The treatment strategy depends primarily on the type of tumor, the stage of the disease and the patient's general state of health. Complete healing can only be achieved if the tumor can be completely removed surgically. Therefore, if pancreatic cancer is suspected, the investigation must be carried out quickly. All other therapy options serve primarily to reduce the size of the tumor before a planned operation, to limit further tumor growth or to alleviate symptoms.

Pancreas cancersurgery

The aim is to eliminate the tumor tissue and the surrounding lymph nodes as completely as possible. The operation used to be considered very complicated. The postoperative results have improved significantly, not least due to specialization in pancreatic surgery, so that the procedure can now be rated as safe.

Pancreatic head carcinoma: With the head of the pancreas, the gallbladder, the lower part of the bile duct, the duodenum and sometimes also part of the stomach are removed (so-called Whipple operation). The interrupted connections are then re-established. A hospital stay of several weeks and a longer recovery phase are required after the operation.

Pancreatic tail carcinoma: Usually the spleen has to be removed as well.

Total pancreatectomy: In some cases, the entire pancreas must be removed.

Lymph nodes: In the course of the operation, lymph nodes (at least twelve) are also removed from the immediate vicinity of the pancreas. If they do not contain cancer cells, this indicates that the tumor has not spread. The number of affected lymph nodes also gives an indication of the later course of the disease.


Cytostatics are designed to kill cancer cells throughout the body, but cannot cure the tumor on their own. An adjuvant chemotherapy, i.e. performed after the operation, can have a beneficial effect on the course of the disease and improve the chance of recovery. Above all, gemcitabine, erlotinib, nab-paclitaxel, 5-FU / folinic acid, irinotecan and oxaliplatin are available. In the case of locally advanced tumors that cannot be safely removed by surgery, chemotherapy is carried out before the operation (neoadjuvant) in order to reduce the size of the tumor and achieve a better starting position for the surgery. If a tumor is no longer curable, palliative chemotherapy is carried out to possibly reduce the size of the tumor and alleviate the symptoms.


In the case of locally advanced tumors that could not initially be operated successfully, radiation can be carried out in combination with chemotherapy before the planned operation (neoadjuvant chemoradiotherapy). The tumor and the tumor extensions in the surrounding tissue are thereby reduced in size. This increases the chance that the tumor can be completely removed during the subsequent operation.In addition, radiation therapy is also used to eliminate tumor symptoms (e.g. pain) (palliative treatment).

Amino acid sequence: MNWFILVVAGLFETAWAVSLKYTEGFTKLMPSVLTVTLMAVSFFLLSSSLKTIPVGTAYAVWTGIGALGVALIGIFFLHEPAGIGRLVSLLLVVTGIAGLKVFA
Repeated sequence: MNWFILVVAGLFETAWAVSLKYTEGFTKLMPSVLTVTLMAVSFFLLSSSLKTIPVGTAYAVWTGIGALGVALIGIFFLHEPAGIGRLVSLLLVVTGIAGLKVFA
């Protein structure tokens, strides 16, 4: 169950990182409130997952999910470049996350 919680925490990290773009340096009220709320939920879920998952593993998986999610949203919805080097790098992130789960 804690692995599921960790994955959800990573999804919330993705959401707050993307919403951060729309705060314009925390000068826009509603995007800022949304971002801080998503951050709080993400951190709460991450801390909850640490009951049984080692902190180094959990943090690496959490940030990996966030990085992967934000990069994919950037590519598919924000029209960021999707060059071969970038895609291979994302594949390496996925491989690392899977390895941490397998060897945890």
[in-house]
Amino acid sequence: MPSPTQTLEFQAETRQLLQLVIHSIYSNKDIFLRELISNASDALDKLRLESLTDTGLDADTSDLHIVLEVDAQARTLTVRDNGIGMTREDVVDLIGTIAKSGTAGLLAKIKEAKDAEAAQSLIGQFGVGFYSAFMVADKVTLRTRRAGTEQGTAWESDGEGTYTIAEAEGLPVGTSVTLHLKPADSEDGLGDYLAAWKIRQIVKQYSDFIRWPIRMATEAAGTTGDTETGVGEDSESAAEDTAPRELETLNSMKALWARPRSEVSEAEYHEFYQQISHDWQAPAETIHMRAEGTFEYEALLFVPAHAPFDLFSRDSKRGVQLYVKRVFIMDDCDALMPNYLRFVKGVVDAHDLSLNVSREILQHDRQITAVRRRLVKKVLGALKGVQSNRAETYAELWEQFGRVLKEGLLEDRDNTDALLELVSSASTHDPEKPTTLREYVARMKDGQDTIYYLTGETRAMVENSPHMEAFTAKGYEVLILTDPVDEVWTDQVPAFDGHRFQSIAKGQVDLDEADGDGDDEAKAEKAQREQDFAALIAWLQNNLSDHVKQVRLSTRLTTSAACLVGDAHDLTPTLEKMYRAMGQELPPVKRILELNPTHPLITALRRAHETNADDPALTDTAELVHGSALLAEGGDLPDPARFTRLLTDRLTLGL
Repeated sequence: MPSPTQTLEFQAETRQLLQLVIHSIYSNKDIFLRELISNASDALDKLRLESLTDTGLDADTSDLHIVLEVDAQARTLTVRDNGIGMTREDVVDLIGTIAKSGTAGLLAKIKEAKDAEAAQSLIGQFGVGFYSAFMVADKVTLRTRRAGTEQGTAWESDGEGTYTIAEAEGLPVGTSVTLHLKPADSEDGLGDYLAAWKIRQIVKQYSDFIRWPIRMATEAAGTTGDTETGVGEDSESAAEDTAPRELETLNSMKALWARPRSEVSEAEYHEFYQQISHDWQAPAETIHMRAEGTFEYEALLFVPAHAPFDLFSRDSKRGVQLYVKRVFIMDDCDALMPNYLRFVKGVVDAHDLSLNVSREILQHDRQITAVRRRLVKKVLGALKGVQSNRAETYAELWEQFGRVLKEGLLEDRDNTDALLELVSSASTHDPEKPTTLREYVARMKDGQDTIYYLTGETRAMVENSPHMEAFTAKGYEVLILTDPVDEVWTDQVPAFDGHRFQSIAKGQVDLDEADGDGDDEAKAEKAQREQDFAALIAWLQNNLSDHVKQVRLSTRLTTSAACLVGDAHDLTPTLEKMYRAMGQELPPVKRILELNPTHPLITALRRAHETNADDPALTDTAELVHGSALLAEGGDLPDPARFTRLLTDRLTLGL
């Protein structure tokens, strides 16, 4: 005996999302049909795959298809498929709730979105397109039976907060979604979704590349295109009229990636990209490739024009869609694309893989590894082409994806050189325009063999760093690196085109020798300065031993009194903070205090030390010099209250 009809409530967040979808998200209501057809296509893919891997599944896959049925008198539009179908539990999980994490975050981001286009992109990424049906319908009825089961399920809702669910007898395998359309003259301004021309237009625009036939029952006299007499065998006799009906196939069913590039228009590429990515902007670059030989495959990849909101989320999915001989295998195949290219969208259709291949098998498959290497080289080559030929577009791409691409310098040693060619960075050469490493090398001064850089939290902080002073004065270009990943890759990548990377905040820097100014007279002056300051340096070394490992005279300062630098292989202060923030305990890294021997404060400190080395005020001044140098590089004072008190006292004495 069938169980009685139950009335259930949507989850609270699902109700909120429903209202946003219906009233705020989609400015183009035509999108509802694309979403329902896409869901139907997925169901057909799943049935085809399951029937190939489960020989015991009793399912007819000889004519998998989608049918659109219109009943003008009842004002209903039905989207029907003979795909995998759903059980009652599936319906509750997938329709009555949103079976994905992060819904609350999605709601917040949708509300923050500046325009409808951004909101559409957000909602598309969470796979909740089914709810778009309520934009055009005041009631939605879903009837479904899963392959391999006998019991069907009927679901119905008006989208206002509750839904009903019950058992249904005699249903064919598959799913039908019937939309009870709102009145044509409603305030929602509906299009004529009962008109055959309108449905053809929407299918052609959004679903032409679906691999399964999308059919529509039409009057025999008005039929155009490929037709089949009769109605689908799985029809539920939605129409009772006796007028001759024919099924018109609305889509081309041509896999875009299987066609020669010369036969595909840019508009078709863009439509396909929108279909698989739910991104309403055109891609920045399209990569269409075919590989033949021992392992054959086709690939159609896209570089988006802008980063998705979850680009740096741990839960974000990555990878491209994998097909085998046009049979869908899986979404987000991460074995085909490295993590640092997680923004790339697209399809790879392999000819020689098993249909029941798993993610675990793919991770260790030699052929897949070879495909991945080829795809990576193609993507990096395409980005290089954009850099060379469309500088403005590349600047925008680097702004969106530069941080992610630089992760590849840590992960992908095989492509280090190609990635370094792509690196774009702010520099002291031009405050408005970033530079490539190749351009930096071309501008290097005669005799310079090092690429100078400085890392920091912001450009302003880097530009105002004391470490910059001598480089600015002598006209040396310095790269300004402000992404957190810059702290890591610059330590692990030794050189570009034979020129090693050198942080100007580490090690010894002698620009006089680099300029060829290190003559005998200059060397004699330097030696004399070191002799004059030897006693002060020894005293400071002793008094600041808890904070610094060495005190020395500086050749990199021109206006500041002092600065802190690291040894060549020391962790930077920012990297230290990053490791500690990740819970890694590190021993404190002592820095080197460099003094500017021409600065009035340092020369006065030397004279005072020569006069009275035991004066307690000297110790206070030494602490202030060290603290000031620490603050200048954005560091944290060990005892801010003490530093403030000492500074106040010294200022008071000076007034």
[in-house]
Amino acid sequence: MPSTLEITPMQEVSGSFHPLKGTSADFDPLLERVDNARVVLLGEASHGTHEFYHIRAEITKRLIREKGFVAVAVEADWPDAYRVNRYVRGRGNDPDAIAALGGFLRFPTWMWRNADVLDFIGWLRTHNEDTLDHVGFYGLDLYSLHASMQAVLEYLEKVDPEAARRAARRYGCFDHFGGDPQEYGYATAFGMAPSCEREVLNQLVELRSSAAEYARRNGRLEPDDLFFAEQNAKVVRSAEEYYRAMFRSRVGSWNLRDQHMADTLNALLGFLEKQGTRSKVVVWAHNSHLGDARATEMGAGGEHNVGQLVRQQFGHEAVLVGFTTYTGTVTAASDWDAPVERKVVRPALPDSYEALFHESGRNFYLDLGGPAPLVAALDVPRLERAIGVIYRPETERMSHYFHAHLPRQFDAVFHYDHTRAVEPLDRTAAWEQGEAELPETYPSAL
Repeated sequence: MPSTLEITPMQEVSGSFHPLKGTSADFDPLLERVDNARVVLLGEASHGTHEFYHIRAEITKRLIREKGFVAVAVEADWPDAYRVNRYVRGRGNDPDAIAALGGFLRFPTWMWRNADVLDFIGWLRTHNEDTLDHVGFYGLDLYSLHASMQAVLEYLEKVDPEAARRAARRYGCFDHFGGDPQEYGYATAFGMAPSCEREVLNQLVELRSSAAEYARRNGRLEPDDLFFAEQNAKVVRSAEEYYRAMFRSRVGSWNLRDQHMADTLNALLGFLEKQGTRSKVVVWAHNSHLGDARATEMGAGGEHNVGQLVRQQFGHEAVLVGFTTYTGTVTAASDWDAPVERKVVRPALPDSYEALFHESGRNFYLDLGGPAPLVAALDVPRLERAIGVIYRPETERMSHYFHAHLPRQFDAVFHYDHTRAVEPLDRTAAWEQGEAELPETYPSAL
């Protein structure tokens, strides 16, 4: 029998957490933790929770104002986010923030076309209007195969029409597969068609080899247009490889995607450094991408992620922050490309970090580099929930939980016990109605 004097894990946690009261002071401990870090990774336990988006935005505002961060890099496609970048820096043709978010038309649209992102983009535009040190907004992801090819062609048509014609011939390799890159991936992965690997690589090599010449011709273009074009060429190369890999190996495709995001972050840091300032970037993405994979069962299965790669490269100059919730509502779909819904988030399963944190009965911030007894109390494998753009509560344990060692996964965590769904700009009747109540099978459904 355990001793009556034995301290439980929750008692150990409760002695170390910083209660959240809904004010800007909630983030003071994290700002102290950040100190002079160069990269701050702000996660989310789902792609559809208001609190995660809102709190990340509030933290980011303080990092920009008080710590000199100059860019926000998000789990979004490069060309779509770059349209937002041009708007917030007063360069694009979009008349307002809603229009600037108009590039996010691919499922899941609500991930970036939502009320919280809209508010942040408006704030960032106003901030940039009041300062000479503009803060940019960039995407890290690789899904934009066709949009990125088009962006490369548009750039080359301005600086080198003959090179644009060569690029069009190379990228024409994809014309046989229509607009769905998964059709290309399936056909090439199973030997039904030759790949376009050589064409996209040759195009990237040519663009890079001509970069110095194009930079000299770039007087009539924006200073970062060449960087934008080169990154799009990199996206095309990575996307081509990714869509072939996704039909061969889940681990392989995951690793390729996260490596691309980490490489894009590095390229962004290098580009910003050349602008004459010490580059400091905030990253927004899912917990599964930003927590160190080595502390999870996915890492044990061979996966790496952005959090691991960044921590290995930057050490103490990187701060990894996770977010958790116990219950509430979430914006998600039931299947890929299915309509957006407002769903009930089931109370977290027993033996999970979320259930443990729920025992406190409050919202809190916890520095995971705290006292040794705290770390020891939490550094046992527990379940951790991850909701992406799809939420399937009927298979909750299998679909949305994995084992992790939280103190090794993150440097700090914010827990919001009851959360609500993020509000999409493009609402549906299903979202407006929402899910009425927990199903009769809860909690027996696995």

Targeted drug therapies

These drugs (e.g. the tyrosine kinase inhibitor Erlotinib) target malignant tissue and largely spare healthy tissue. For example, they are directed against factors that promote tumor growth, cut off the blood supply to the tumor or prevent the transmission of signals between tumor cells.

Palliative therapy

It is used when the disease has progressed so far that a cure or effective tumor treatment is no longer possible. Palliative treatment includes, among other things, the relief of tumor-related complications and complaints, pain therapy, nutrition and psychosocial counseling or care for those affected, e.g. in the context of self-help groups or special psycho-oncological facilities or through psychotherapy.

Enzyme and hormone therapy

A tumor or surgery-related destruction of the pancreas can lead to digestive enzymes and hormones no longer being formed in sufficient quantities. Severe digestive disorders (exocrine pancreatic insufficiency) and / or diabetes mellitus can result. The missing enzymes or hormones (insulin) can be permanently supplied to the body in the form of medication.

Aftercare & rehabilitation

Regular check-ups should be carried out after tumor therapy. Tumor aftercare pursues the following goals:

  • Detect and treat a recurrence of the cancer in good time if the tumor can be surgically removed;
  • Identify, treat and, if necessary, alleviate the consequences of the operation and comorbidities;
  • generally to help with physical, mental and social problems.

Follow-up treatment (rehabilitation) is often recommended in order to accelerate the recovery and recovery process. There are specially set up aftercare clinics that can also carry out certain parts of a chemotherapy cycle if necessary. In addition, help is provided in matters of nutrition and in coping with psychological or social problems.

Whom can I ask?

Several medical specialties are involved in the diagnosis and treatment of pancreatic cancer. If you have any abnormalities or warning signals, contact your general practitioner. This / the latter initiates the further clarification in which, among other things, specialists in nuclear medicine, internal medicine and surgery can be called in. If you are already undergoing treatment or follow-up care, regular appointments will be made with the treating doctor.

When hospitalization is required?

Hospitalization is usually required for the diagnosis and treatment of pancreatic cancer. The hospital costs are billed for. The patient has to pay a contribution to the costs per day. Further medication treatment at home takes place by prescription from the general practitioner or specialist.